A religious education teacher who says he was wrongly thrown off a Sheffield University course after suggesting that same-sex marriage was a sin during an online discussion has won the latest round of a legal fight.
Felix Ngole, aged 39, of Barnsley, said he had been lawfully expressing a traditional Christian view during a discussion on Facebook and complained that bosses at Sheffield University unfairly stopped him completing a postgraduate degree in social work.
He has now been given the go-ahead to argue his case in the High Court in the hope of being allowed to continue his studies.
A judge on Tuesday gave Mr Ngole permission to mount a judicial review of the university's decision following a preliminary High Court hearing in London.
Deputy High Court Judge James Lewis said it could be argued that the decision was disproportionate.
Lawyers said a judge would probably decide whether the decision should be overturned after a trial in the autumn.
Sheffield University bosses had argued that Mr Ngole's judicial review claim should be blocked.
Lawyers for the university said the decision to remove him from the course had been fair and proportionate.
They said Mr Ngole was taking a 'professionally qualifying degree' with the aim of becoming a social worker and argued that what he had said would affect gay people he might work with.
Mr Ngole, who works as a supply teacher and comes from Cameroon, said afterwards that the case had implications for others.
"I am excited. This is not just about me," he said.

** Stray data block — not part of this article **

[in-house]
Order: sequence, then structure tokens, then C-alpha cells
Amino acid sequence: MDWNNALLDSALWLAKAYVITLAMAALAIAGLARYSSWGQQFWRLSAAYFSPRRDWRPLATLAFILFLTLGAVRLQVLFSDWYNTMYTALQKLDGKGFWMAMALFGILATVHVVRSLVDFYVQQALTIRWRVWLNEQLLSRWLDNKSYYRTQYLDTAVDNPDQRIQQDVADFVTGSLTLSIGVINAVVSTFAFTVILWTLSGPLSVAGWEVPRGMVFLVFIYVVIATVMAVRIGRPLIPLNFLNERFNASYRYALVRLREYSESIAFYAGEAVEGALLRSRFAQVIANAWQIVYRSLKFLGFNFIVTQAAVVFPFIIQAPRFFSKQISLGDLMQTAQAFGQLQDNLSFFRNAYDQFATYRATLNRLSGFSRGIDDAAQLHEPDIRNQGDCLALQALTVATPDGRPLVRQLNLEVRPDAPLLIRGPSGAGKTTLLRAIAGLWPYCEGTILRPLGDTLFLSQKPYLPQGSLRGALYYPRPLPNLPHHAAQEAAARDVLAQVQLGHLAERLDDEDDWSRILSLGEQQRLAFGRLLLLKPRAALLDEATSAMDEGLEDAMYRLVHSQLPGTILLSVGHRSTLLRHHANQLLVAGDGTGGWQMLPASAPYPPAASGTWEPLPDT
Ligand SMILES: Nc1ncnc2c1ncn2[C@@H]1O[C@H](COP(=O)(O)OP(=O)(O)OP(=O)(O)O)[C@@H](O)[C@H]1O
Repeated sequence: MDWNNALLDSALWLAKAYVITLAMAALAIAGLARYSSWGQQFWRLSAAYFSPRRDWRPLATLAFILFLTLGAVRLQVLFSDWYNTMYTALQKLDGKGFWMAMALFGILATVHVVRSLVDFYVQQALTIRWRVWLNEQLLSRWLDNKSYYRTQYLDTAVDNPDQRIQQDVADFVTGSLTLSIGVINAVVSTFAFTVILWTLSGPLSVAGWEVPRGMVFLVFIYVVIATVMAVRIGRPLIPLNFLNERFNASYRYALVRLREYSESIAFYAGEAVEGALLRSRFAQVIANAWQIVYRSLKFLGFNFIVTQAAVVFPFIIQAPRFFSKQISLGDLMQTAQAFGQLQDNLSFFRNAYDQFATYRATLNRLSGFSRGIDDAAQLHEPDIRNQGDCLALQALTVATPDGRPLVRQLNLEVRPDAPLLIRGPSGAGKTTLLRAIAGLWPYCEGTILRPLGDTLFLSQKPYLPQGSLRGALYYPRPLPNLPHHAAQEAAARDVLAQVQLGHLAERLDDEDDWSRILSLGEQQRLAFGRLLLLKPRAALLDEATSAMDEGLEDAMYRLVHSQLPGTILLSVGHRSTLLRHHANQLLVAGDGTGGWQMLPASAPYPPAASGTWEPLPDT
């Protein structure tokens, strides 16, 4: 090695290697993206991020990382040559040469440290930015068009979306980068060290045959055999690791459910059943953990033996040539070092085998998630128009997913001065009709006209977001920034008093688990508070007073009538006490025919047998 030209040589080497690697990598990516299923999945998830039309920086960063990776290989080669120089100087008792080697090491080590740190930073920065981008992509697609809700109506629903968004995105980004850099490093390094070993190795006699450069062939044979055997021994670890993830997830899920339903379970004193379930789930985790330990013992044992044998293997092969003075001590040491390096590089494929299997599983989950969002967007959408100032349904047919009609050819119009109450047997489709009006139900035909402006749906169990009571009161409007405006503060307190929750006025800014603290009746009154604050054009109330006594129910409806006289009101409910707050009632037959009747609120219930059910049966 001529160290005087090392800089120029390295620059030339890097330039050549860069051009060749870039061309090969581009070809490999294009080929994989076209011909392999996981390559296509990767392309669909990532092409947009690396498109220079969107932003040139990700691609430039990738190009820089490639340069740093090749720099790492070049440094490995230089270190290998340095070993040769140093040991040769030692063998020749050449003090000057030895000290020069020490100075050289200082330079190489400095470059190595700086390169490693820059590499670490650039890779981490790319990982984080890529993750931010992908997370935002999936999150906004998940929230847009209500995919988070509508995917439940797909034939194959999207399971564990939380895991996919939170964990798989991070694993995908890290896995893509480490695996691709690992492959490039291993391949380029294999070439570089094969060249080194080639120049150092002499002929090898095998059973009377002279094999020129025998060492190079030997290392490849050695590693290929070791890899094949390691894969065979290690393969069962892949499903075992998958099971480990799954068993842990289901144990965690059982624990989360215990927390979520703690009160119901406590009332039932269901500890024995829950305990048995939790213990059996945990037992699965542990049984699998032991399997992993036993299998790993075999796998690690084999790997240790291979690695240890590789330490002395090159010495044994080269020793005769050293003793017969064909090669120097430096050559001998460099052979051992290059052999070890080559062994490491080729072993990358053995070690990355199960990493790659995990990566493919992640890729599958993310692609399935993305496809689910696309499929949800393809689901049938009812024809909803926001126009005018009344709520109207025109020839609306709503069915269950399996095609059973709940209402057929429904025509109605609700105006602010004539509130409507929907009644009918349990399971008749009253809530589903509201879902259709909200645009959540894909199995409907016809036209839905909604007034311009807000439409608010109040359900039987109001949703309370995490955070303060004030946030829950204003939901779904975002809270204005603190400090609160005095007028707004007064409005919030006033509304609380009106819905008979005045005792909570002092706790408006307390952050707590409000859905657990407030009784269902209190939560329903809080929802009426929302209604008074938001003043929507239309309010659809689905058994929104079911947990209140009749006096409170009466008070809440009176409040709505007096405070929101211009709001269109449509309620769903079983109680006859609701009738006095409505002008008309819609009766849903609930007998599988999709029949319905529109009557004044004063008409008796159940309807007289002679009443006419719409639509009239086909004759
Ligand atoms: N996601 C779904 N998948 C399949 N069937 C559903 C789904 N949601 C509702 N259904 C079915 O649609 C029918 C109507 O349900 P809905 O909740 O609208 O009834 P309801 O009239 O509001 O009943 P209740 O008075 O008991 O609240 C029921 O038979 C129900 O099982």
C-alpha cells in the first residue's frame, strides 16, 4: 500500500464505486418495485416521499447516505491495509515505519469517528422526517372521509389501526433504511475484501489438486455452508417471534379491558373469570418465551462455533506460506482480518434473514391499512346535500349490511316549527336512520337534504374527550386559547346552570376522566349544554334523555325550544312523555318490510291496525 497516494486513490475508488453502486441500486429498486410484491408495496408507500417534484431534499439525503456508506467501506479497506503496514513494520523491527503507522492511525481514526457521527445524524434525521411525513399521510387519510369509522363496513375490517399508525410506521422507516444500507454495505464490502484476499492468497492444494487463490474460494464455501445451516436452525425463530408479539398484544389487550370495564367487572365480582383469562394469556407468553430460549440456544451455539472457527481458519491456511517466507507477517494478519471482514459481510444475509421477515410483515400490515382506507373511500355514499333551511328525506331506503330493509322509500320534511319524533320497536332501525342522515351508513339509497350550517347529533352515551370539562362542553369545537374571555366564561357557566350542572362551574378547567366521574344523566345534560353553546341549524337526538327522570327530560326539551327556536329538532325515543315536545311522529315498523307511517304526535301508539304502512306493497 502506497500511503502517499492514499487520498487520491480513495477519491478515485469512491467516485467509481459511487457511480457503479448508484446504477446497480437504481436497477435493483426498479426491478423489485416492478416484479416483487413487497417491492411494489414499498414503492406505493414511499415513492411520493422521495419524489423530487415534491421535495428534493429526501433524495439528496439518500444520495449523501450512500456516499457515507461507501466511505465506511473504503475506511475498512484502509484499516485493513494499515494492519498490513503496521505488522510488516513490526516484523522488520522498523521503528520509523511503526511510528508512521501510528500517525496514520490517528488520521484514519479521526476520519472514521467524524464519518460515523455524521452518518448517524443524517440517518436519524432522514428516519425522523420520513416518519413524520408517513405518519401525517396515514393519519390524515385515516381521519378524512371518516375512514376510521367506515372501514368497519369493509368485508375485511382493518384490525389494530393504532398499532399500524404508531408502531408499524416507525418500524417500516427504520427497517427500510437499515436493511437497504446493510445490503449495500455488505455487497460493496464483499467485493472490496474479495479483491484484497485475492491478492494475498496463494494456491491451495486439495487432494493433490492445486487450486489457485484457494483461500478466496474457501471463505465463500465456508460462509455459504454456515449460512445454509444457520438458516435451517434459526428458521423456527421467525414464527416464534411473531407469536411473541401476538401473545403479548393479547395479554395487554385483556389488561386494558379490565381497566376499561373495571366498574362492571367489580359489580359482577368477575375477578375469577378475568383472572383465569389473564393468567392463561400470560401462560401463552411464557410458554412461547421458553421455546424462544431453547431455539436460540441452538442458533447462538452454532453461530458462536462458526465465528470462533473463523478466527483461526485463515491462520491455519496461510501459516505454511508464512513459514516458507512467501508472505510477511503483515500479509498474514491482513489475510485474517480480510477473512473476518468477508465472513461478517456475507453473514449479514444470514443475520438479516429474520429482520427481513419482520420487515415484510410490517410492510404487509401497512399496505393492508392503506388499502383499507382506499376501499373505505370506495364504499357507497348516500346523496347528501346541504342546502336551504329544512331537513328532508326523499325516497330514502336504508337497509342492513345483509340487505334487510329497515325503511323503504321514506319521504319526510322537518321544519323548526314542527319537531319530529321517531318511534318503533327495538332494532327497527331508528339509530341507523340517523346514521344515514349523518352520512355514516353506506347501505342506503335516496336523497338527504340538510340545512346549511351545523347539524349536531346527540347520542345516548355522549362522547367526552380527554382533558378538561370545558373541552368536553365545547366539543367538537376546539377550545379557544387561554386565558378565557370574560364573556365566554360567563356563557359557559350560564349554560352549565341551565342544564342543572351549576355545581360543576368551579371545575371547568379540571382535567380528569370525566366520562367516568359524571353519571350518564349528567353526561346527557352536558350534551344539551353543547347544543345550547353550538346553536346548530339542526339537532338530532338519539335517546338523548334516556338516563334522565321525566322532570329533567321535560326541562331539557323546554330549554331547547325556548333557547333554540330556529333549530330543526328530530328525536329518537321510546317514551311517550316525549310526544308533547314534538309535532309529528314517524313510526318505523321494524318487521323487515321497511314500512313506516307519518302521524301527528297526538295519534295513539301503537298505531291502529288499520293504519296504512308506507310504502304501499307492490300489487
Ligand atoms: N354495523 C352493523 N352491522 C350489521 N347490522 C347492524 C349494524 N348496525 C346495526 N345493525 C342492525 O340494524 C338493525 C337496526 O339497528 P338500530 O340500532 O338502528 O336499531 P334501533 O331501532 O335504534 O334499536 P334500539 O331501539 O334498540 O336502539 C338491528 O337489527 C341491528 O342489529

Mr Ngole, who said he sometimes preaches at St George's Church in Barnsley, said he hoped to be able to complete the masters degree social work course if the decision is overturned.
He is being backed by the Christian Legal Centre.
"The university's treatment of Felix fundamentally violates its responsibilities under human rights legislation," said Christian Legal Centre chief executive Andrea Williams.
"The university has failed to protect his freedom of speech and his freedom of religion."
She added: "Felix has worked with people who identify as homosexual, treating them with respect and kindness. What he shared on his Facebook page simply reflects biblical teaching on sexual behaviour.
"Unless he wins this case he will be forever barred from social work. Felix is entitled to express his views, especially ones shared by millions of people around the world.
"There is no evidence that Felix's views adversely impacted his work. Quite the contrary, he was a hard-working student who would be an asset to the profession.
"Sadly, this is yet another case of Christians being punished in the public arena, and of censorship of views."